I am assuming that any conscious arrangement of objects tells a 'story'. The interesting thing is there are always at least two possible 'stories' - one is the story I, as the artist, think I'm telling, the other is the story the viewer is reading into the same arrangement. In a sense, this interaction is a game in itself - a juxtaposition of stories. Through this interaction I want to trigger a process which destabilizes the psyche, and challenge certain cultural conventions that undermine the way we read objects and the traces they etch on our minds.
In series of oil paintings and pen and ink drawings I present fragmented images that form a web of relations with an absent factor, through which such conventions may be examined.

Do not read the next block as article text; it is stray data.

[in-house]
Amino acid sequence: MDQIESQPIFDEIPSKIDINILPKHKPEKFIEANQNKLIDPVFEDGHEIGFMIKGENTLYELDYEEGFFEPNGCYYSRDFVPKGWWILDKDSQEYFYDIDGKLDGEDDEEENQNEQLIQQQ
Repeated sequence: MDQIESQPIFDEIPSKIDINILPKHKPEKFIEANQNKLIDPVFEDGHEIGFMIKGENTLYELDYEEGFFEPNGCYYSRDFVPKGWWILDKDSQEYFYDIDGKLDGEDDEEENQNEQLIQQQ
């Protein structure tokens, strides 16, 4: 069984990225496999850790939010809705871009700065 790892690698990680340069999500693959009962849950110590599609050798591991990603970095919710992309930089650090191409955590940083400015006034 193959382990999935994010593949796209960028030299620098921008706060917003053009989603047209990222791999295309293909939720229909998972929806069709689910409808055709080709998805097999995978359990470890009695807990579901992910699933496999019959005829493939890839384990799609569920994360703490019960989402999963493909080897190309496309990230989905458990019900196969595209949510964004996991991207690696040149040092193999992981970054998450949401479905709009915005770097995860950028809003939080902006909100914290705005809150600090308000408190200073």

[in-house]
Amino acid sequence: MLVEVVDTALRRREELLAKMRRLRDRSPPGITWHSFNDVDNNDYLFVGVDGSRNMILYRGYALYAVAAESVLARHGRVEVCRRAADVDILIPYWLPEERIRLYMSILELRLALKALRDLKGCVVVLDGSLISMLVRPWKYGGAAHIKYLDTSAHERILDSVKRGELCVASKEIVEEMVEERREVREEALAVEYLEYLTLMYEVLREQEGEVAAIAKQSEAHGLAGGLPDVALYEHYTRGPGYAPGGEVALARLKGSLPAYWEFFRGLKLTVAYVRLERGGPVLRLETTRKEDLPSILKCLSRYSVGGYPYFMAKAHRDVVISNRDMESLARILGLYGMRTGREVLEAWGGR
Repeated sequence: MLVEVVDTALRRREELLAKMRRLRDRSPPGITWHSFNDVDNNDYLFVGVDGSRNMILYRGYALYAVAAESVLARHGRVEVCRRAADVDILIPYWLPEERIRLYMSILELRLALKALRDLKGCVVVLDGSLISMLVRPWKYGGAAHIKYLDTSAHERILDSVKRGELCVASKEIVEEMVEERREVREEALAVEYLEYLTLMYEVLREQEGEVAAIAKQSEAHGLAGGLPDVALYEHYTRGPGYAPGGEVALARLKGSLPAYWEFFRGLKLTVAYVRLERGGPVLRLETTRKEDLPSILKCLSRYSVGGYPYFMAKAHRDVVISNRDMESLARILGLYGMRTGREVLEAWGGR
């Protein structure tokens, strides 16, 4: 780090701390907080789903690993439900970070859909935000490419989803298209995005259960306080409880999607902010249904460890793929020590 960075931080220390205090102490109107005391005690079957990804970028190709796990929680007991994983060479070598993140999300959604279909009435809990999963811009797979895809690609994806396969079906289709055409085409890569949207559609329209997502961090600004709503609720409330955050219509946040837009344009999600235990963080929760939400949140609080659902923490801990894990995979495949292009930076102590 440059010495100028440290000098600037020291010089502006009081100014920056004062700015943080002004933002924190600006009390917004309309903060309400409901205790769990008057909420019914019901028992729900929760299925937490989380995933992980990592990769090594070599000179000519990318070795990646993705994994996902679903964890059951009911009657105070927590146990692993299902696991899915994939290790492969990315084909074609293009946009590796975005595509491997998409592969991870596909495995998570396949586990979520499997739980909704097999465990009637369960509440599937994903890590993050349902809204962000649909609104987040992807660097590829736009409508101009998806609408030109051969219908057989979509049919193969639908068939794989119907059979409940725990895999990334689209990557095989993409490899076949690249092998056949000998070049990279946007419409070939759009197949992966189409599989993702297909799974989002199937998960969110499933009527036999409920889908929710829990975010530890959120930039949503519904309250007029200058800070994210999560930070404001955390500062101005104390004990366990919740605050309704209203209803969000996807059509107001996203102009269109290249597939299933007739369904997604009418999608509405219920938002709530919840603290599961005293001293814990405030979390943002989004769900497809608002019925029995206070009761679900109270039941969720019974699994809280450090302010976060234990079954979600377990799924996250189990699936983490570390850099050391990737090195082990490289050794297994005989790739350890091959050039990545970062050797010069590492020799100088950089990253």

I can't explain, exactly, why I choose certain elements rather than others. The elements are deliberate: they are not explanations, justifications, or even solutions. Rather they represent sensations and a mode of thought at a particular moment, and are governed solely by my artistic interests.
The use of a shadow cast upon a landscape enables me to introduce an action which is taking place outside the canvas. The Juxtaposition series is an attempt to balance alternative dimensions in which the image has no limits. Life in the city has inspired the ‘Recent Ruins’ series. Life in the city is a constant jumble of jarring opposites - beauty and ugliness, intelligence and ignorance, spontaneity and regulation, order and chaos. In my latest work, I set out to examine this mixture of diverse forces through the games children play. There I explore objects that somehow relate to the mythology behind a child's play, and the boundaries of their meaning.